Stephen Sondheim’s concept musical Company is 40 years old. It is still perfectly delightful, perfectly surprising, and still perfectly Sondheim, with its lyrical tricks and songs that require performers to go without oxygen for an almost inhuman amount of time. There’s a reason someone thinks to revive it once every so often, and it’s not simply because brilliant writing can put a Band-Aid over all manner of a given production’s sins. It’s because, of course, that Sondheim wrote this comedy about infinite things—love and relationships, the challenges of one or both, the state of our human lives. To see his work performed is both effortless and profoundly challenging. He changed American musical theater forever, to the point where he has become synonymous with the idea that beneath all the happiness and light, the cheery music and dance steps, lurks a deeper truth and a potentially devastating dark.

The story is told through a series of vignettes connected by perpetual bachelor Bobby’s surprise birthday party. He’s turning 35, and he has three different girlfriends and zero interest in settling down much to the chagrin of his many coupled off friends. There’s Harry and Sarah, an alcoholic and a chronic dieter, respectively. Then there’s Susan, a Southern lady prone to fainting spells, who’s married to Peter, who might be gay. Then there’s uptight Jenny and controlling David, neurotic Catholic Amy and Jewish Paul, acerbic Joanne and affable Larry (he’s her third husband). Each couple faces different issues, but as Bobby learns, it’s better that they face those problems together.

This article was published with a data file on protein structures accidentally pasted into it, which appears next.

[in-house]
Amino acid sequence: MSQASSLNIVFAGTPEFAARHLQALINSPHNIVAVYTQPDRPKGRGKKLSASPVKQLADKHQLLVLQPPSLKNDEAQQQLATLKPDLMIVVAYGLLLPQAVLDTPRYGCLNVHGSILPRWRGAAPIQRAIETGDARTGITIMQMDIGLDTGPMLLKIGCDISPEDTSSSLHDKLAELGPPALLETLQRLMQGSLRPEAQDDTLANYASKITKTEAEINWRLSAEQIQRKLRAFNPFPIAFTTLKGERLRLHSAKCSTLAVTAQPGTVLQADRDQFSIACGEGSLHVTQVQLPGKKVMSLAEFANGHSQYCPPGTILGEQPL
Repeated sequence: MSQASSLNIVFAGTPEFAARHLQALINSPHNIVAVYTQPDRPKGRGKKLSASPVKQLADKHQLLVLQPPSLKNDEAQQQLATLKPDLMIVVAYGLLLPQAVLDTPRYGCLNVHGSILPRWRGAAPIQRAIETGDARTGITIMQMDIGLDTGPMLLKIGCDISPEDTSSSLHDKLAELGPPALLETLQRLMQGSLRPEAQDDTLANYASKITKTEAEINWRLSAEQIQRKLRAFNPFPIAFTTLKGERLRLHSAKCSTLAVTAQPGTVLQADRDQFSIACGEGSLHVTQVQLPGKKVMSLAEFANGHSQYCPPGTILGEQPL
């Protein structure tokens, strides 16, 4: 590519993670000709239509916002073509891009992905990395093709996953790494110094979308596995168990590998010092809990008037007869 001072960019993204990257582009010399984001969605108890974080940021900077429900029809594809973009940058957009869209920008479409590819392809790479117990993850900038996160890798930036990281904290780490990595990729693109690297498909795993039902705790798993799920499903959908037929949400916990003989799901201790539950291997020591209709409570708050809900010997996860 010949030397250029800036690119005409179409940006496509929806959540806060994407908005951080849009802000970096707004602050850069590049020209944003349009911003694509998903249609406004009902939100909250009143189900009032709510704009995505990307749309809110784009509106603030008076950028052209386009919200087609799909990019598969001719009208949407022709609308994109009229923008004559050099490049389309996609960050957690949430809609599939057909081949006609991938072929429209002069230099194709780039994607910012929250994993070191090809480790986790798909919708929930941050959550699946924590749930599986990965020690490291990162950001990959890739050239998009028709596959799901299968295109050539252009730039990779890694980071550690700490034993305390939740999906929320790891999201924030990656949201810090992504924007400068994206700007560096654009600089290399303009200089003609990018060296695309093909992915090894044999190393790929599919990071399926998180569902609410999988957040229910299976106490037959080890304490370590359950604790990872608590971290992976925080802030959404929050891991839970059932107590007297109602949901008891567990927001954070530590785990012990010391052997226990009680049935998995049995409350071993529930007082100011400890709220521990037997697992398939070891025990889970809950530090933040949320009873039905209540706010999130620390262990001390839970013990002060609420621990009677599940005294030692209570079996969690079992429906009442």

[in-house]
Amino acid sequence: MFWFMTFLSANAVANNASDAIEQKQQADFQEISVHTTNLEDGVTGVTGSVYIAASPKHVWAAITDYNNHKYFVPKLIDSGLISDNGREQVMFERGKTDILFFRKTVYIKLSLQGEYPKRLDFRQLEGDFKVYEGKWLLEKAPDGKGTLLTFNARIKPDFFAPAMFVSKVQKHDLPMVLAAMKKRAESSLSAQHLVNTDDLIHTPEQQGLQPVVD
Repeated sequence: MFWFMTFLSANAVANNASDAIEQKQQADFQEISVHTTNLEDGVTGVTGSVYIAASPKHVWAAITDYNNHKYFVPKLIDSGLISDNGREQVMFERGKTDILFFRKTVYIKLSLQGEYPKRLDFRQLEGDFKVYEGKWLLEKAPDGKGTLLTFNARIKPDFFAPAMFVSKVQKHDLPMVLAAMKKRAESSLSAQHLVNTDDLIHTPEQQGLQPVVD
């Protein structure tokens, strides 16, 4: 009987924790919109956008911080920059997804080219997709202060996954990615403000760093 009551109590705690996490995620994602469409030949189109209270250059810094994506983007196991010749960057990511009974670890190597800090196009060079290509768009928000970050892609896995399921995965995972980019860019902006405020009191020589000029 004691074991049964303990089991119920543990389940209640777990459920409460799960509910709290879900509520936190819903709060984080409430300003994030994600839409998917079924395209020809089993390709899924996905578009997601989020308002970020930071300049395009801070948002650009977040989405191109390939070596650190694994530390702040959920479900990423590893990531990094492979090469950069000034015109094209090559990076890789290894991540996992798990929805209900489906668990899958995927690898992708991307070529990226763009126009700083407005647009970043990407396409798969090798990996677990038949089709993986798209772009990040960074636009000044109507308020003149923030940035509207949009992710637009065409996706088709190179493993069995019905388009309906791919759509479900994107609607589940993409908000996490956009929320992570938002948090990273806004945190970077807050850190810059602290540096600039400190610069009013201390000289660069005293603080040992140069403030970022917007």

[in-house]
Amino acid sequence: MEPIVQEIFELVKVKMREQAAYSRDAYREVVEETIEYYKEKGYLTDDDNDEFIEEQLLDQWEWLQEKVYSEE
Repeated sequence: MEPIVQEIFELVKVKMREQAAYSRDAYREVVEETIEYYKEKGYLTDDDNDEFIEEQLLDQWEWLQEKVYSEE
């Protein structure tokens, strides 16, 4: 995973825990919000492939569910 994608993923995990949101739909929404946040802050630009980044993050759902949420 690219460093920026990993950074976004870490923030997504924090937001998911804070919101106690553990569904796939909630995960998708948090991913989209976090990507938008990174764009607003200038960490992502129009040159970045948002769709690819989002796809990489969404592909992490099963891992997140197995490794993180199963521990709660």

Considering Sondheim’s broad strokes (as far as theme is concerned, anyway), it is then interesting to consider the fact that traditionally, the entire casts of various Company productions—from Bobby, the lead, right down to the smallest supporting roles—have almost always been lily-white. Raúl Esparza, who is Cuban and played Bobby in the 2006 Broadway revival, is of course a notable exception. But in the beginning, this made sense enough. Written and first performed in the seventies, the series of connected vignettes centers around upper middle class friends living in New York City. They have dinner parties. They have apartments with terraces. And what’s more, Broadway has a history, as many things that require money do, as being an activity for rich white people.